Usability Testing (You are not your users)
The most important thing to remember about design is that you are not your users. The design principles that I previously covered will help you set the groundwork for a usable system, but the best way to see if your system is usable is to test your users using it.
Remember the law of familiarity. Admins are in Salesforce all the time. What makes sense to you may because of your history with the platform may not make sense to someone who is just in Salesforce to enter program data.
The is doubly true when you’re doing a redesign or introducing a new feature. You’ve developed familiarity with your design through the time that you spent creating it. It can be hard for you to tell if something makes sense because of its design or because you’ve developed a learned association.
Usability Testing vs. User Acceptance Testing
You’ve probably does user tests in your system before, but it’s likely those were user acceptance tests. User acceptance testing checks to see if your systems working correctly, for instance, does the “Total Payments” rollup accurately calculate all the payments?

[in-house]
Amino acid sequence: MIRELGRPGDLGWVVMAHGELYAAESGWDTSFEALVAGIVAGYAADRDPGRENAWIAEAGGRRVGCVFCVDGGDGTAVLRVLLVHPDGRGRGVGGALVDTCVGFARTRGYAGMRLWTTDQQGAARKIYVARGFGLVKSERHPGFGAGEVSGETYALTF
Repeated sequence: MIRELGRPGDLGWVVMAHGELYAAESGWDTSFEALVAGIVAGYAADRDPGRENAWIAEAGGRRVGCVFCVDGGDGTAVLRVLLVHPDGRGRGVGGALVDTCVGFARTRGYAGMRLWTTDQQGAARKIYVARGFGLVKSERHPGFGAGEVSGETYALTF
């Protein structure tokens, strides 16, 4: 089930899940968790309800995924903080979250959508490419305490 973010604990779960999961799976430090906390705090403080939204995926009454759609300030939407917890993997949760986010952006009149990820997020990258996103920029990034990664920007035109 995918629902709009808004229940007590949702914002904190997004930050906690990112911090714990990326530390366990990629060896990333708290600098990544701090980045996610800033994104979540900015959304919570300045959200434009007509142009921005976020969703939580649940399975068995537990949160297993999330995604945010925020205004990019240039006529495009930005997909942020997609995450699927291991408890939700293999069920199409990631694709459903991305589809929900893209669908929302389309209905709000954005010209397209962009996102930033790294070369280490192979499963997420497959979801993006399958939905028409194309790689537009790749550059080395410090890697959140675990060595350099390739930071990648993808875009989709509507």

Usability testing checks if your users are using your system correctly. For instance, do they know what the “Total Payments” field is? Do they use it like you want them to use it?
Usability Testing in Six Steps
1. Identify users
Survey a range of users - new users, super users, and users who still struggle.
2. Introduce a scenario or task
This is what you’ll be testing! Something like, “create a new contact” or “find the date of someone’s last donation.”
3. Ask the user to narrate their thoughts while they complete the task
Their narration will give you insight into your design. What parts do they understand? What parts are they missing?
4. Observe the user complete the task (silently!)
This may be the hardest part of user testing - but it’s important for you to stay silent. You won’t always be there to guide them when they’re using Salesforce.
5. Ask follow-up questions after the task
This is your chance to dig in to the actions you observed and get more feedback on the design.
6. Iterate & repeat!
Make the necessary changes, find more users, and repeat!
Usability Testing Quick Tips
Not everything is perfectly intuitive the first time around. You can test “learnability” by asking the same user to complete the same task multiple times. If they get it after a couple tries, great! If they still need help weeks later, you should reassess your design.
If you or your users don’t have time for dedicated usability testing - wrap it in with training. When your users ask you how to complete as task, have them show you how they do it first before you show them. This will give you some quick insight to the usability of your design.